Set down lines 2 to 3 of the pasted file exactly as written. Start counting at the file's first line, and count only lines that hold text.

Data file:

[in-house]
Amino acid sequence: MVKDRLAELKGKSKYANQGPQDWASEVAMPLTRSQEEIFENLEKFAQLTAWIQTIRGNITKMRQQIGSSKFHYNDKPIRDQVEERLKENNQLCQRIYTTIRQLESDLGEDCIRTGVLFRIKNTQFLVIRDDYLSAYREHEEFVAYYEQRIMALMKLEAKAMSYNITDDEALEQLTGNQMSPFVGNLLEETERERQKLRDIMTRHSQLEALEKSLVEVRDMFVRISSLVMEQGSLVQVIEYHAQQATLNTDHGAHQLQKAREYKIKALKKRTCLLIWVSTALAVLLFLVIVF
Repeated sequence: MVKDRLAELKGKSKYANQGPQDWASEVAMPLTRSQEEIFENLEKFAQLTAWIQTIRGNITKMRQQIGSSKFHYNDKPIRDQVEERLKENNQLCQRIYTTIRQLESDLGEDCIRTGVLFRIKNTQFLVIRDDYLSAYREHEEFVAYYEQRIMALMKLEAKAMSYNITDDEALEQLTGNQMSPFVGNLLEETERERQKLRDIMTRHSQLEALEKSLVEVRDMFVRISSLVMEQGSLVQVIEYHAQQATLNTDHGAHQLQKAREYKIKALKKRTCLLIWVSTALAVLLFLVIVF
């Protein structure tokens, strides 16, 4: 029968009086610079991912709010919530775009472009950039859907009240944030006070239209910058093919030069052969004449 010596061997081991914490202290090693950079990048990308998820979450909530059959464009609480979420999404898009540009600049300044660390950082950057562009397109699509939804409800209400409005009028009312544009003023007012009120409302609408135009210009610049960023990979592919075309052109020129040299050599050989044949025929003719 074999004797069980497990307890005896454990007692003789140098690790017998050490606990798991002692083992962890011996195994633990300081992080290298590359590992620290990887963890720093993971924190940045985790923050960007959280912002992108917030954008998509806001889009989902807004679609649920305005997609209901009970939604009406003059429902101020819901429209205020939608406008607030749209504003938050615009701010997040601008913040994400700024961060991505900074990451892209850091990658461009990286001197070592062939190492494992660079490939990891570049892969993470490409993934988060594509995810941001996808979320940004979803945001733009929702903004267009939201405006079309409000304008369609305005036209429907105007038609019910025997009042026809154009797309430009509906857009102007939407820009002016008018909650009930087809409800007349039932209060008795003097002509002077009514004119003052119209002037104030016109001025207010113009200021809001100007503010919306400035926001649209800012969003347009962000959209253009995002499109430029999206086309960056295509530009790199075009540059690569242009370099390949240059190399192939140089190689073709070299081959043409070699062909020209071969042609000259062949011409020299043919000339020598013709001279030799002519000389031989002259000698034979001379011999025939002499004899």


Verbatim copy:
Amino acid sequence: MVKDRLAELKGKSKYANQGPQDWASEVAMPLTRSQEEIFENLEKFAQLTAWIQTIRGNITKMRQQIGSSKFHYNDKPIRDQVEERLKENNQLCQRIYTTIRQLESDLGEDCIRTGVLFRIKNTQFLVIRDDYLSAYREHEEFVAYYEQRIMALMKLEAKAMSYNITDDEALEQLTGNQMSPFVGNLLEETERERQKLRDIMTRHSQLEALEKSLVEVRDMFVRISSLVMEQGSLVQVIEYHAQQATLNTDHGAHQLQKAREYKIKALKKRTCLLIWVSTALAVLLFLVIVF
Repeated sequence: MVKDRLAELKGKSKYANQGPQDWASEVAMPLTRSQEEIFENLEKFAQLTAWIQTIRGNITKMRQQIGSSKFHYNDKPIRDQVEERLKENNQLCQRIYTTIRQLESDLGEDCIRTGVLFRIKNTQFLVIRDDYLSAYREHEEFVAYYEQRIMALMKLEAKAMSYNITDDEALEQLTGNQMSPFVGNLLEETERERQKLRDIMTRHSQLEALEKSLVEVRDMFVRISSLVMEQGSLVQVIEYHAQQATLNTDHGAHQLQKAREYKIKALKKRTCLLIWVSTALAVLLFLVIVF